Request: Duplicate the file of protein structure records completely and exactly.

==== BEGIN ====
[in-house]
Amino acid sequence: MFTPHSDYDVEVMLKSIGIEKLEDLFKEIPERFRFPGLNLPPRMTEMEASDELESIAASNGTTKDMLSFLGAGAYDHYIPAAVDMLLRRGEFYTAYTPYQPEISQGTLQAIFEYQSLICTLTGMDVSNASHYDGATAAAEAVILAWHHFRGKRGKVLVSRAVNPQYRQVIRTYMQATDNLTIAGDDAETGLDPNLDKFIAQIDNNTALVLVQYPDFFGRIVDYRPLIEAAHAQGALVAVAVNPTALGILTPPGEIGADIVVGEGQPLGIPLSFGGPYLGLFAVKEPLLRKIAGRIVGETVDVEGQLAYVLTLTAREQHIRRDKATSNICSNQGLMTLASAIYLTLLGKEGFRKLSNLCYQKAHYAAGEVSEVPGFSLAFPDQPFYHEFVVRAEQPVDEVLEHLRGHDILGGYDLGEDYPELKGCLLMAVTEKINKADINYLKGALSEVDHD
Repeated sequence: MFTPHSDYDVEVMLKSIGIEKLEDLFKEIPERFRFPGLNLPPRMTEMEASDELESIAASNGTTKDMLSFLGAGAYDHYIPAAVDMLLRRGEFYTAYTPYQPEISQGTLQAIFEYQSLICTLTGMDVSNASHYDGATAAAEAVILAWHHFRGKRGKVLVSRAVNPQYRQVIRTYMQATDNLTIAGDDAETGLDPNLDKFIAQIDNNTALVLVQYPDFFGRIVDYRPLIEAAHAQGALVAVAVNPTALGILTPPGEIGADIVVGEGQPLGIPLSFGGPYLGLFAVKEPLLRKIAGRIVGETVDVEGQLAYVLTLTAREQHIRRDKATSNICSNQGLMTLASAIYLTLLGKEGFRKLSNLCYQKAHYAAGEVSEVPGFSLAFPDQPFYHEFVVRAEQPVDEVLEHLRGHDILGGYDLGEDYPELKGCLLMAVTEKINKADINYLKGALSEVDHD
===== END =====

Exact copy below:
[in-house]
Amino acid sequence: MFTPHSDYDVEVMLKSIGIEKLEDLFKEIPERFRFPGLNLPPRMTEMEASDELESIAASNGTTKDMLSFLGAGAYDHYIPAAVDMLLRRGEFYTAYTPYQPEISQGTLQAIFEYQSLICTLTGMDVSNASHYDGATAAAEAVILAWHHFRGKRGKVLVSRAVNPQYRQVIRTYMQATDNLTIAGDDAETGLDPNLDKFIAQIDNNTALVLVQYPDFFGRIVDYRPLIEAAHAQGALVAVAVNPTALGILTPPGEIGADIVVGEGQPLGIPLSFGGPYLGLFAVKEPLLRKIAGRIVGETVDVEGQLAYVLTLTAREQHIRRDKATSNICSNQGLMTLASAIYLTLLGKEGFRKLSNLCYQKAHYAAGEVSEVPGFSLAFPDQPFYHEFVVRAEQPVDEVLEHLRGHDILGGYDLGEDYPELKGCLLMAVTEKINKADINYLKGALSEVDHD
Repeated sequence: MFTPHSDYDVEVMLKSIGIEKLEDLFKEIPERFRFPGLNLPPRMTEMEASDELESIAASNGTTKDMLSFLGAGAYDHYIPAAVDMLLRRGEFYTAYTPYQPEISQGTLQAIFEYQSLICTLTGMDVSNASHYDGATAAAEAVILAWHHFRGKRGKVLVSRAVNPQYRQVIRTYMQATDNLTIAGDDAETGLDPNLDKFIAQIDNNTALVLVQYPDFFGRIVDYRPLIEAAHAQGALVAVAVNPTALGILTPPGEIGADIVVGEGQPLGIPLSFGGPYLGLFAVKEPLLRKIAGRIVGETVDVEGQLAYVLTLTAREQHIRRDKATSNICSNQGLMTLASAIYLTLLGKEGFRKLSNLCYQKAHYAAGEVSEVPGFSLAFPDQPFYHEFVVRAEQPVDEVLEHLRGHDILGGYDLGEDYPELKGCLLMAVTEKINKADINYLKGALSEVDHD